1.9 Design Level Combinations

Figure 1.8a: Apple controls meet human requirements.

The idea of computing levels makes system design complex, as the design requirements of a higher level “flow down” to affect levels below it. This gives us a variety of design fields, as follows.

1. Ergonomics designs safe and comfortable machines for people. Applying biological needs, such as avoiding posture and eye-strain, to technology design merges biology and engineering.

2. Object design applies psychological needs to technology in the same way (Norman, 1990): e.g. a door’s design affects whether it is pushed or pulled. An affordance is a physical object feature that cues its human use, as buttons cue pressing. Physical systems designed with affordances based on human requirements perform better. In World War II, aircraft crashed until engineers designed cockpit controls with the cognitive needs of pilots in mind, as follows (with computing examples):

Figure 1.8b: TV controls meet engineering requirements

   Put the control by the thing controlled, e.g. a handle on a door (context menus).

   Let the control “cue” the required action, e.g. a joystick (a 3D screen button).

   Make the action/result link intuitive, e.g. press a joystick forward to go down, (press a button down to turn on).

   Provide continuous feedback, e.g. an altimeter, (a web site breadcrumbs line).

   Reduce mode channels, e.g. altimeter readings, (avoid edit and zoom mode confusions).

   Use alternate sensory channels, e.g. warning sounds, (error beeps).

   Let pilots “play”, e.g. flight simulators, (a system sandbox).

3. Human computer interaction applies psychology requirements to screen design. Usable interfaces respect cognitive needs, e.g. by the nature of human attention, users do not usually read the entire screen. HCI turns psychological needs into IT designs as architecture turns buyer needs into house designs. Compare Steve Jobs’ IPod to a television remote (Figure 1.8). Both are controls, but one is a cool tool and the other a mass of buttons. If one was designed to engineering requirements and the other to HCI requirements, which performs better?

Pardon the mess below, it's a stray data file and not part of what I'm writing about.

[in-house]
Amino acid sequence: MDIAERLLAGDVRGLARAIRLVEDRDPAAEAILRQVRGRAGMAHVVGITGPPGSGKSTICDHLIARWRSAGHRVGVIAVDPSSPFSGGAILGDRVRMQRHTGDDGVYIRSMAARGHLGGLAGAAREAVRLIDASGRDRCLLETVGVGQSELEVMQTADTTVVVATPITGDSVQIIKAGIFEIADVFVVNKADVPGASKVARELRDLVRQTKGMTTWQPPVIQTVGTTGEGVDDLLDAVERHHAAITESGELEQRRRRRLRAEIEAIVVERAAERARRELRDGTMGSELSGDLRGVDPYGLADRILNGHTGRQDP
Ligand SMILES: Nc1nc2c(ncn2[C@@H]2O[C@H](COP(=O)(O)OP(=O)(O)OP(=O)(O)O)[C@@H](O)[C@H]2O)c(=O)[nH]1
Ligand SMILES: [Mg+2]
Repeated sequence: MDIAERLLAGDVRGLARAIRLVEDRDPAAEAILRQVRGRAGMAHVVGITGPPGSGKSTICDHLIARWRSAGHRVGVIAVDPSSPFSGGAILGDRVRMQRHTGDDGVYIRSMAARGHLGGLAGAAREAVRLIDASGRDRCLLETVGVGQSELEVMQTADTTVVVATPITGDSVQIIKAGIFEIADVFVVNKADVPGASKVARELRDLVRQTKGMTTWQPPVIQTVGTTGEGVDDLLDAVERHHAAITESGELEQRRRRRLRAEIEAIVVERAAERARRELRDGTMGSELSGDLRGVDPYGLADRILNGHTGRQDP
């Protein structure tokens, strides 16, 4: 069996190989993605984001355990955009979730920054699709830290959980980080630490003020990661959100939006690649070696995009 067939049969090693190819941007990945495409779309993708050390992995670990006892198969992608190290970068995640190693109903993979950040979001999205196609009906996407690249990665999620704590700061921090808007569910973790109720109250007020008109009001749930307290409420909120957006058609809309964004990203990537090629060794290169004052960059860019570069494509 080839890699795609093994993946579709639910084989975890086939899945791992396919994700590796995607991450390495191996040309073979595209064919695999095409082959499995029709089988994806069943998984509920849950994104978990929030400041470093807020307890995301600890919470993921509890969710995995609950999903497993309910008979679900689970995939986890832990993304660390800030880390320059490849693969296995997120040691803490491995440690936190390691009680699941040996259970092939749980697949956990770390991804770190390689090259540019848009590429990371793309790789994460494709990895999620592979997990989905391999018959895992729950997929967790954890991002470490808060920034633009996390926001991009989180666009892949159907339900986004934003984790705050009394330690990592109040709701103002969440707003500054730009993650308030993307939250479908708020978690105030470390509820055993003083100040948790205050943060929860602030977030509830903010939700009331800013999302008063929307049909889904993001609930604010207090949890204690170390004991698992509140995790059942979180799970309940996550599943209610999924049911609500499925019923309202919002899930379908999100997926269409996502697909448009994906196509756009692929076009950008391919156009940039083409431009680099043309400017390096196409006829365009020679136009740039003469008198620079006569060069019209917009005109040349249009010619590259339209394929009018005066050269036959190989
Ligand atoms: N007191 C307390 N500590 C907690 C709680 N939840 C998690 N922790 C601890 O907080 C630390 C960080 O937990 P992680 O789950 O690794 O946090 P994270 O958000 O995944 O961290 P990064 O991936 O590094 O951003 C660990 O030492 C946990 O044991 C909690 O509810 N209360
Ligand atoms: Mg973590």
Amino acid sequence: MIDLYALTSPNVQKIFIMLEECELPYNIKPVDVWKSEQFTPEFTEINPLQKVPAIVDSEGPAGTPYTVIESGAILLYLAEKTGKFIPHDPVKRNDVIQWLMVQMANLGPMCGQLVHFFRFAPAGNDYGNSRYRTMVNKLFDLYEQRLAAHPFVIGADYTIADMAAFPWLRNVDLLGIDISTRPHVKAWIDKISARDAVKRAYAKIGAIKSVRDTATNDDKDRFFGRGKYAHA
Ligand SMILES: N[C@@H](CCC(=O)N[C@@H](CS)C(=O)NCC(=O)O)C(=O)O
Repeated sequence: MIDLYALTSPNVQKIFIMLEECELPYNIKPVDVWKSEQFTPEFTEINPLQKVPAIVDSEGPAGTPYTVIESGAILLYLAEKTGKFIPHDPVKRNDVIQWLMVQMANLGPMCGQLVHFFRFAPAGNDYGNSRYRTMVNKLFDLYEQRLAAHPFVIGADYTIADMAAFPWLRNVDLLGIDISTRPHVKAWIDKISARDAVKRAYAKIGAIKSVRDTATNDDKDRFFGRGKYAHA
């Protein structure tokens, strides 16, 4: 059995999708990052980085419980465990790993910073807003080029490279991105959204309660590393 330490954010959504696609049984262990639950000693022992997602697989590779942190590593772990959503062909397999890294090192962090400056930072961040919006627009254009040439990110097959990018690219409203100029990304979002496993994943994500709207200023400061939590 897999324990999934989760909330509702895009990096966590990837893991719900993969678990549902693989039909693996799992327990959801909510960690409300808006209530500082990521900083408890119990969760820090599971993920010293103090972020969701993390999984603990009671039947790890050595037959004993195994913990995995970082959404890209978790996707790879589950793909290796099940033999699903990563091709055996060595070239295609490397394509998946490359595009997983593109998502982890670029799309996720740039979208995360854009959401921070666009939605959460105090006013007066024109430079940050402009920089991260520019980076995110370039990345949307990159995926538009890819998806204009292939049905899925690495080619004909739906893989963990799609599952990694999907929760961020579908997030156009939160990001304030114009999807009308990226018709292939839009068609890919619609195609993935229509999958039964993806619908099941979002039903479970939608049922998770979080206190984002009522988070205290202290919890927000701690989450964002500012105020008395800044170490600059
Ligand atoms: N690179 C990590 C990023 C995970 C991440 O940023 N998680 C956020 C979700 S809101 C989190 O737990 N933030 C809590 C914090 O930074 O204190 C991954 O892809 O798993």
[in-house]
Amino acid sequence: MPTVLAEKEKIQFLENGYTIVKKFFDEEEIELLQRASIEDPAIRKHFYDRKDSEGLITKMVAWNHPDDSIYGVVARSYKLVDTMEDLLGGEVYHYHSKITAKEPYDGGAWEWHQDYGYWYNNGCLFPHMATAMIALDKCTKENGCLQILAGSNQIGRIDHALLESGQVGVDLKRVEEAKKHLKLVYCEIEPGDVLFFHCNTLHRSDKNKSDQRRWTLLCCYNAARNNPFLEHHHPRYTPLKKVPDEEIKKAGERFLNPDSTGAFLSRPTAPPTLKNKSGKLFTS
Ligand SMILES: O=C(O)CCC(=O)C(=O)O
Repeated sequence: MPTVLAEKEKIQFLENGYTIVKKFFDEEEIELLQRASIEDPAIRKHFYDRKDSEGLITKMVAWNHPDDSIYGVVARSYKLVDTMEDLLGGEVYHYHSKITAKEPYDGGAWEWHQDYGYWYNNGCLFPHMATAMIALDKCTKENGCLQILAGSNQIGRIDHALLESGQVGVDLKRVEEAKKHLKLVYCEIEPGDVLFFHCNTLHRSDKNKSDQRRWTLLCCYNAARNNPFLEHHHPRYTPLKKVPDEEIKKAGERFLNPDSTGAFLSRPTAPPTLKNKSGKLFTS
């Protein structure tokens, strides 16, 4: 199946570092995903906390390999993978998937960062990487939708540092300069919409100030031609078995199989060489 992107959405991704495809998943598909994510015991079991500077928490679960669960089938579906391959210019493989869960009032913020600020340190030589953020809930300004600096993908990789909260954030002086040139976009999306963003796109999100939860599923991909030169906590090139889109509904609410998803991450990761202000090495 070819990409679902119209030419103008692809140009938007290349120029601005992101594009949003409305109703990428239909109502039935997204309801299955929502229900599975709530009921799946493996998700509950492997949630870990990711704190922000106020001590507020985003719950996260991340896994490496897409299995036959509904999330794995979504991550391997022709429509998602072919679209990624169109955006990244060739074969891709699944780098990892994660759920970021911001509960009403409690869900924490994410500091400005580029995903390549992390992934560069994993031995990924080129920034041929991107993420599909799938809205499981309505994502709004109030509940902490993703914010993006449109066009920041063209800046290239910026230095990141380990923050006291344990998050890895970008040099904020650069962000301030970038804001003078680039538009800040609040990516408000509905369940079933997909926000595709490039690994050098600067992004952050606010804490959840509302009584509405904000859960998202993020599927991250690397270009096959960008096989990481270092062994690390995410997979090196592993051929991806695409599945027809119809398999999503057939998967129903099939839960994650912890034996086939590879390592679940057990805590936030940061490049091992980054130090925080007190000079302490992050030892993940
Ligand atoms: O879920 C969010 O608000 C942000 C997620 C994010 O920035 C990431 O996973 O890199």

4. Fashion is based on the social need to look good applied to wearable object design. In computing, a mobile phone can be a fashion accessory, just like a hat or handbag. Its role is to impress, not just to function. Aesthetic criteria apply when people buy mobile phones to be trendy or fashionable, so color can be as important as battery life in mobile phone design.

5. Socio-technology is information technology that meets social requirements. Anyone online can see its power, but most academics see it as an aspect of their specialty, rather than a new multi-discipline in its own right. As computing evolved a social level, social requirements became part of computing design (Sanders & McCormick, 1993).

Multi-disciplinary fields cannot, by their nature, be reduced to component discipline specialties; e.g. sociologists study society not technology, and technologists study technology not society, so neither can address socio-technical design — how social needs impact technical design. Table 1.3 summarizes design fields by level combination.








Wikipedia, YouTube, E-bay



Physical Accessory

Mobile phone as an accessory




Framing, border contrast, richness




Keyboard, mouse




Adjustable height screen

Table 1.3: Design fields by target and requirement levels

Figure 1.9: How computing levels relate to computing requirements

In Figure 1.9, higher level requirements flow down to lower level design, giving a higher affects lower design principle. Higher levels direct lower ones how to improve system performance, as the requirements of each level flow down to those below, e.g. communities that create normative influence at the citizen level, create laws at the informational level, and cultural events at the physical level. The same applies online, as online communities make demands of Netizens as well as software. STS design therefore is about having it all: reliable devices, efficient code, intuitive interfaces and sustainable communities. Ultimately social requirements such as privacy and freedom will affect interface design, how software is written and even how hardware is built.

Note that the social level is open ended, as social groups form higher social groups, e.g. in physical society, over thousands of years, families formed tribes, tribes formed city states, city-states formed nations and nations formed nations of nations, each with more complex social structures (Diamond, 1998). How social units combine into higher social units with new requirements is discussed further in Chapter 5, where the social unit of analysis can be a person, a friend dyad, a group, a tribe, etc.

So it is naive to think that friend systems like Facebook are the last step, that social computing will stop at a social unit size of two. Beyond friends are tribes, cities, city-states, nations and meta-nations like the USA. Since we have a friend but belong to a community, the rules also change. With the world population at seven billion and growing, Facebook’s over a billion active accounts are just the beginning. The future is computer support not just for friends, but also for families, tribes, nations and even global humanity.

For example, imagine a group browser, designed for many not just one, so that people can browse the Internet in groups, discussing as they go. Instead of a physical tour bus we will have an informational tour “bus”. It can have a “driver” who comments along the way: “This site shows how the Internet began …”. Or members could take turns to host the next site, showing what they like. The possibilities of social computing are just beginning.